HR software and payroll powerhouse SD Worx suffered a cyberattack last week, forcing it to shut down some of its IT systems.
In a notification issued to potentially affected customers, SD Worx said it spotted malicious behavior in its networks and endpoints (opens in new tab), so in order to isolate the threat, ceased operation of its systems for UK and Ireland customers.
“Our security team discovered malicious activities in our hosted data center last night,” the notification reads. “We have taken immediate action and have preventively isolated all systems and servers to mitigate any further impact. As a result, there is currently no access to our systems, which we deeply regret of course.”
Not a ransomware attack
As of today, the login portal for UK and Ireland customers is still offline, but other portals are working.
“SD Worx emphasizes that it applies extremely stringent organizational and technical security measures to secure the privacy and data of its customers at all times. It goes without saying that we are handling this with the highest priority and that we are working very hard on a solution to give you access to our systems again. We will keep you informed about the further status,” the notification concluded.”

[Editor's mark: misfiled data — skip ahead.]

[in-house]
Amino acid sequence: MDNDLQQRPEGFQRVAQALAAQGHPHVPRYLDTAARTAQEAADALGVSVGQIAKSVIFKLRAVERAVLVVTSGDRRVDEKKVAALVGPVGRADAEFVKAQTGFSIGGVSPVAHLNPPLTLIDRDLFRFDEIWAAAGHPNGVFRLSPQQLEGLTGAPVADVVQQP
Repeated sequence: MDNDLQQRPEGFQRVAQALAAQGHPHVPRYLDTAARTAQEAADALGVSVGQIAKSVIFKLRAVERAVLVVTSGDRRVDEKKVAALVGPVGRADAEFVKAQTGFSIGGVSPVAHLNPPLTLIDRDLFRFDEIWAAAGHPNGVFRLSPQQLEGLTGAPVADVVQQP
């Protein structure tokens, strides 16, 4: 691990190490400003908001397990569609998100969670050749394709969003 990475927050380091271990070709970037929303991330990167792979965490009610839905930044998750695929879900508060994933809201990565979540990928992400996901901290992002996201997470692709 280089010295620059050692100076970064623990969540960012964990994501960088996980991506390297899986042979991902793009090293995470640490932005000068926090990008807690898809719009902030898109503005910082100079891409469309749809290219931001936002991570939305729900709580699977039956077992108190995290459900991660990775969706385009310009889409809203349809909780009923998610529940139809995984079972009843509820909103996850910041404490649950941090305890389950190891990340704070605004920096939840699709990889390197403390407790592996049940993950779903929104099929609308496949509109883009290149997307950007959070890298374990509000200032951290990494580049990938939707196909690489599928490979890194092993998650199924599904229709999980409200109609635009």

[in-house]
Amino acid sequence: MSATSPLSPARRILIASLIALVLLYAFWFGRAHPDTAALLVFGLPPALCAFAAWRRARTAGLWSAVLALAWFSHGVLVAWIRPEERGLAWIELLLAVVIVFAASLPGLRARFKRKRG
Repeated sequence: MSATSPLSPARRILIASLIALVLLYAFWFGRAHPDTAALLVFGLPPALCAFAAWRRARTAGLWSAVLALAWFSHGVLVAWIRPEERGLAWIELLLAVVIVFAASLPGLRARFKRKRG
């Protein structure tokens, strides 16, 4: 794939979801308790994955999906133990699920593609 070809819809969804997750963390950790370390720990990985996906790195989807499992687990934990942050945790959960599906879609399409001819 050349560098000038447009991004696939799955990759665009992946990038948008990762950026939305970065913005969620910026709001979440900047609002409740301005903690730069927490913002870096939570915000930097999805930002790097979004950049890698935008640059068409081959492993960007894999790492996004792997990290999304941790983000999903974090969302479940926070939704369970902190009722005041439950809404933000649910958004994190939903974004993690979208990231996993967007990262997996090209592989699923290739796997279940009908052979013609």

When a company shuts down its IT systems after a cyberattack, it usually means it fell victim to a ransomware attack and lost sensitive files. However, SD Worx confirmed to BleepingComputer that this wasn’t a ransomware attack and that so far, there’s no evidence of any data being taken.
“We are further investigating this case and can confirm that this is not a ransomware attack. Also, at this time there is no evidence to assume that any data has been compromised. The reason why we have pre-emptively isolated our systems is to mitigate any further impact and adequately assess the threat.”
SD Works has more than 80,000 clients, its website claims, servicing more than five million employees. Being an HR and payroll management firm, it handles plenty of sensitive information such as tax data, ID numbers, bank account numbers, phone numbers, and more. If this indeed turns out to be grand theft data, hackers could get their hands on some important information.
Via: BleepingComputer (opens in new tab)